Why should we seek happiness, the cynics wonder, when life is hard and people are stupid and cruel or at best miserable? Or for the comfortable magical thinkers, why should we seek happiness when just reveling in the present will show us that the universe is sweet and rewards those who think positively? Some people try to sidestep happiness by attaching the idea of it to a political point or an evolutionary goal. None of these reduced visions of human goodness holds out any hope for happiness if you live with a disability. Rather, you’ll be blamed or shamed for disability and defined outside their notions of happiness altogether. For the magical thinkers, disability means you haven’t sorted yourself in a cosmic way. For the cynics, your presumed misery puts you in their company, but that’s a shallow cup to drink from. For the sophists, disability is not so much about persons as talking points.
There’s a toxic reductionism in our culture that overshadows even the question of happiness. Usually when happiness comes up, it’s to denigrate it as a useful goal. The irony is that happiness as it was classically and theologically understood is just that: a goal. In fact, “happiness” or “blessedness” is shorthand for The Goal.
Happiness is not about fleeting comforts or moods or whether you have met your life #goals or look pretty on Instagram #blessed. Happiness is far more basic, far more universal, far more bodily and real. It’s the assumption that we are made for somewhere, that we can get there, and that even heading in that direction gives us a taste of the joy of being there.
God is a place for us, and in the Incarnation, Christ became the Way for us to be in God. That’s happiness, and we are all of us invited into it, whether we have disabilities or not.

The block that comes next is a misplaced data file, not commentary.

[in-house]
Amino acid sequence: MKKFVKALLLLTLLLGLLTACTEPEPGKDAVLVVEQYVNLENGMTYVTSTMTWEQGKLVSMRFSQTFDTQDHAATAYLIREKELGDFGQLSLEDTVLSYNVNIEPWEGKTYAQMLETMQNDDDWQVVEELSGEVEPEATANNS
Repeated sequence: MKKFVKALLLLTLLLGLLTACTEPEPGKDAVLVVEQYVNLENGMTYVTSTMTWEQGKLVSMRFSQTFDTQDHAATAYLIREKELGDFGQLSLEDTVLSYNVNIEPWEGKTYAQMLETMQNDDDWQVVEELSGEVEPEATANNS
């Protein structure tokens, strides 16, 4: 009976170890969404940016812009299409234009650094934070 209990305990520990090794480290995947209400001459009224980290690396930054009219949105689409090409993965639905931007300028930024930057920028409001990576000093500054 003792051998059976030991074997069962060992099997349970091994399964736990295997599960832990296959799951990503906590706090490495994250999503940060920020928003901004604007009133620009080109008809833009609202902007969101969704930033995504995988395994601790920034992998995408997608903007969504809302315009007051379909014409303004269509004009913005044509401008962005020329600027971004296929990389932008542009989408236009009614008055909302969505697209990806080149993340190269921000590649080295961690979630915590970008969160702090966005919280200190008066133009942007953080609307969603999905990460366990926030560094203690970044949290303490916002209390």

Of Such is the Kingdom: A Practical Theology of Disability will be available wherever books are sold on October 22. Sign up for my newsletter to be entered into a drawing each month. October’s drawing is on October 25th, for a Sensory Friendly Book Club Kit: 4 copies of Of Such is the Kingdom, 4 matching notebooks, 4 containers of Aroma Putty, and 8 feather bookmarks. Sign up today!
3 thoughts on “Can People with Disabilities be Happy?”
I appreciate the help your book offers church leaders and members in preparing hearts and minds to greet individuals with disabilities with an unambivalent welcome consistent with their Orthodox faith. Otherwise, the person with a disability can become a sort of Rorschach inkblot who gets a wide range of responses. The practical application of theology makes all the difference. And I think your book will make a lot of folks very happy! : )
Thank you, Jeannie! That’s a good insight about how a lack of preparation might lead people to react according to their mood or biases or preconceptions rather than in love. That probably applies in a lot of places! The book is trying to encourage everyone in the grace of God, son I hope it bears good fruit.
Edited to add: This was in reply to an inflammatory comment that was later deleted by its author.
If you had finished reading the first sentence, perhaps you would have noticed that the article is not promoting the clause that you blew up at. I disagree with it.
I have edited out the profanity in your comment, as this is a family site.